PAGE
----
Fish and Brexit chips
With less than two months left until the transitional period ends and the UK’s separation from the EU becomes final, several issues are still aggravating and further complicating this already complex divorce. The fishing row is one of those family tiffs.
While we were part of the EU, all member states were able to benefit from marine resources under EU regulations. The closer we get to 1 January 2021, the more politicised the issue of fisheries becomes. It is a symbol of sovereignty for Brexit supporters and a major sticking point in the final agreement negotiations for countries with big fishing fleets, such as France.
Macron was unequivocal at the press conference after the EU Summit on 16 October, saying that “under no circumstance will our fishermen be sacrificed to Brexit”, underlining that the issue of fisheries was of the highest priority for France, and that if it was not resolved to the satisfaction of all parties, he would be prepared to block the energy agreement between the EU and the UK.
Boris Johnson, being the experienced fisherman that he is, has also signalled that fish and Brexit are inseparable, saying the EU “want[s] the continued ability to control our legislative freedom, our fisheries, in a way that is completely unacceptable to an independent country”.
However, the rhetoric from both sides does not change the fact that, without an agreement, British waters could become off-limits for continental fishing fleets while Britain’s seafood industry would lose access to the EU’s fish markets.
Both the UK and its European partners, therefore, have an interest in striking a deal and are currently making probably the most deliberate and mindful attempt to salvage and maintain a good relationship after the divorce.
I would also like to offer an economic perspective on this curiously political issue. The fishing industry accounts for a mere 0.08% of our Gross Domestic Product and contributes £1.4 billion per annum to the UK economy, while the energy trade with Europe exceeds 6% of our GDP and amounts to £126 billion yearly.
The fishing industry employs 12,000 people, while the energy sector supports 768,000 jobs.
Of course, sovereignty is a highly important issue, and we do want to regain control not only over borders, legislation, and immigration, but also over our resources, like fish. But is it worth sacrificing our energy sector and good-neighbourly relations over the comparatively small UK fishing industry?
The answer to this question is obvious for the business community, as well as all people of common sense in Europe, hoping to live together in prosperity and harmony – but this unfortunately does not yet appear to be the case for politicians.
It is one thing for the fisheries issue to be used as a negotiation tactic to place pressure and achieve compromise on both sides, but it is quite a different thing altogether if politicians really consider fisheries the kind of sovereignty issue worth sacrificing everything else for.
Fish should not turn into a power struggle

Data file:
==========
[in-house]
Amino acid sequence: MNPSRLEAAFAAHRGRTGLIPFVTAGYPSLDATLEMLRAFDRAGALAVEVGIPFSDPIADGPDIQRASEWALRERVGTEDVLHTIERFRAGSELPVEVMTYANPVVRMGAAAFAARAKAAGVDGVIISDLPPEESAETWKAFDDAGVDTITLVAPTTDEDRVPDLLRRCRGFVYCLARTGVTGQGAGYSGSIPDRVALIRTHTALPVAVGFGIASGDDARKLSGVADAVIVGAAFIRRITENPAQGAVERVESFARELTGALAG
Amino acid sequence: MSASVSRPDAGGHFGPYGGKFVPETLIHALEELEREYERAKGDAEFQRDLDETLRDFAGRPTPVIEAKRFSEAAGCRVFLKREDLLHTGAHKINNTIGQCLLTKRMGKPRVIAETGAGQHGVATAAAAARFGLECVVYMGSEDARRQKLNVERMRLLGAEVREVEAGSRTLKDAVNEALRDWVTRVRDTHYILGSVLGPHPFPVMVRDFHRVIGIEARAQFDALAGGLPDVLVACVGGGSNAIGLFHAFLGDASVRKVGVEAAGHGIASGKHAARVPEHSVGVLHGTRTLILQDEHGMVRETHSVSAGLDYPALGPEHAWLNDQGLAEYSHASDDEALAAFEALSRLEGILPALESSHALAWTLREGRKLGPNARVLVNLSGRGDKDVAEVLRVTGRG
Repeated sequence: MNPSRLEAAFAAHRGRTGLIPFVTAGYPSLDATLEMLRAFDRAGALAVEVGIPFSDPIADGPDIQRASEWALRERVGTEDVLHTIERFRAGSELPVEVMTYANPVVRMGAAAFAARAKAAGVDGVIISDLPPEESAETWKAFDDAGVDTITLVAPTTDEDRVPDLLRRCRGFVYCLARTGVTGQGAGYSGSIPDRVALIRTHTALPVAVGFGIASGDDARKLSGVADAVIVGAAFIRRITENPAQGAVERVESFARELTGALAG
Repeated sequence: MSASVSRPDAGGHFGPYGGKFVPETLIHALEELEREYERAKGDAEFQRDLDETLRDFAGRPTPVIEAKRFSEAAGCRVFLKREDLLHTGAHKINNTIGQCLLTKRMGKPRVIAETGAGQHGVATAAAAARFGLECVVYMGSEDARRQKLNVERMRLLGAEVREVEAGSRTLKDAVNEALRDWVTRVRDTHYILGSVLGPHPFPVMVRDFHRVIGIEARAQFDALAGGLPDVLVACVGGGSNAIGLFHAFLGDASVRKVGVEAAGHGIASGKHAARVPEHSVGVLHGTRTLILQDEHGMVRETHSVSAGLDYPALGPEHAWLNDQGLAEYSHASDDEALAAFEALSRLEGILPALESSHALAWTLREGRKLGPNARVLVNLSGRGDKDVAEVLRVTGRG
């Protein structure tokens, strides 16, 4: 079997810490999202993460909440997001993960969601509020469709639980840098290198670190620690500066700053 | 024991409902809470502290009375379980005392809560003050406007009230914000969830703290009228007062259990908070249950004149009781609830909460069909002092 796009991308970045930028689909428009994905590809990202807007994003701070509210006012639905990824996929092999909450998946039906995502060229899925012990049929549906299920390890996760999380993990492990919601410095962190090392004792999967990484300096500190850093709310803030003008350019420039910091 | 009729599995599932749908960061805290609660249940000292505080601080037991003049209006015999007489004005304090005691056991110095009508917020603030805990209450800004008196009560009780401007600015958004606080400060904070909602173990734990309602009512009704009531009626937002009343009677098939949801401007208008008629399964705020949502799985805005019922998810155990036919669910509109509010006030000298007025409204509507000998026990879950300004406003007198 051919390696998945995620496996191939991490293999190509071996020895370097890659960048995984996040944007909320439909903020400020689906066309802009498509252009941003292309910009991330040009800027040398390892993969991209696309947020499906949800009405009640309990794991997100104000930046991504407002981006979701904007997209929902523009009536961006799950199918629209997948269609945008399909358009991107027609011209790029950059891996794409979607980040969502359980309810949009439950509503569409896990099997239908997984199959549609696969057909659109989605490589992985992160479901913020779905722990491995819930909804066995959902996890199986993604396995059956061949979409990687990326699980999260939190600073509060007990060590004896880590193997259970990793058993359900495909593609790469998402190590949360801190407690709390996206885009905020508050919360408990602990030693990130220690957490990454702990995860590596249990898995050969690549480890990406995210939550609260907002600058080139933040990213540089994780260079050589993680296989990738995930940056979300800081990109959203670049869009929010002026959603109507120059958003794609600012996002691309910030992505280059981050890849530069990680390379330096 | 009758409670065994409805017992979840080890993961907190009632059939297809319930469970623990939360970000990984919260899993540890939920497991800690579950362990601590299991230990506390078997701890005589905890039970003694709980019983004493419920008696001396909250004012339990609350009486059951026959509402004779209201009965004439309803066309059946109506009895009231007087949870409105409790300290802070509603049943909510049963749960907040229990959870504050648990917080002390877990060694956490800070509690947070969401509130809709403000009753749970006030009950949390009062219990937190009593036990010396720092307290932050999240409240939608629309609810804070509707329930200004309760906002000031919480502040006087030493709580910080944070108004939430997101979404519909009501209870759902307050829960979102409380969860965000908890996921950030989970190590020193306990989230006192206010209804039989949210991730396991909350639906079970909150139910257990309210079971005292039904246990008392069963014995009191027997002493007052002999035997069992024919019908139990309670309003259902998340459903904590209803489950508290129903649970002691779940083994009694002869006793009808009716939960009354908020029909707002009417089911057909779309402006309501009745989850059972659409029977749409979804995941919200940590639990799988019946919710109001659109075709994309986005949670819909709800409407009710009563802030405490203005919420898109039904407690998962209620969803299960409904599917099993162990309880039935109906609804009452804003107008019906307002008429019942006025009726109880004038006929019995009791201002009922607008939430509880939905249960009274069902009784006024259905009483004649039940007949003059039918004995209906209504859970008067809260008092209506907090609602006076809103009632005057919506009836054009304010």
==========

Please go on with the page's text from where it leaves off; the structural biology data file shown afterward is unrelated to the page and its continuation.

If the French president is so keen on British fish, then perhaps we should let him continue fishing in accordance with EU regulations – it won’t seriously harm us.
While understandably concerned about his country’s fishing industry and trying to settle business issues by political means, Macron is no enemy to our sovereignty, and fisheries certainly should not be a stumbling block in the UK’s relationship with Europe.
However, the issue of energy is far graver and should be our priority focus. Today, France is Europe’s main energy hub and has no plans to abandon this privileged position.
If the energy union/agreement that we have is broken, not only will the supply of gas and electricity from the EU be put at risk, but also the vast environmental programme that has been developed over the last decade – the one in which Britain is the undisputed champion and has set the highest environmental and pollution criteria – will be critically endangered.
It is on this programme that the future of coming generations depends for stability, security and health, far more than on agreeable fishing between generally agreeable European countries.
However, if we cannot achieve our target (and required) decarbonisation in line with our Net Zero carbon pledge, in the necessary drive to create new energy generation to power our nation’s growth, not only will it be bad for fish and other natural resources but it will harm people.
To die on the hill of fisheries would be the epitome of being penny-wise and pound-foolish; we must not let nationalistic fervour or perceived slights cloud our vision. It is not worth risking the current ambitious, progressive energy programme we have, and the environmental programme related to it, for the sake of sovereignty over fish.
The fish themselves, after all, are neither citizens of our country, nor even aware of the existence of Brexit, but rather beings and resources whose migration strongly depends on their warming environment. It is precisely that environment that we would protect by ensuring our energy sector is healthy, strong and secure.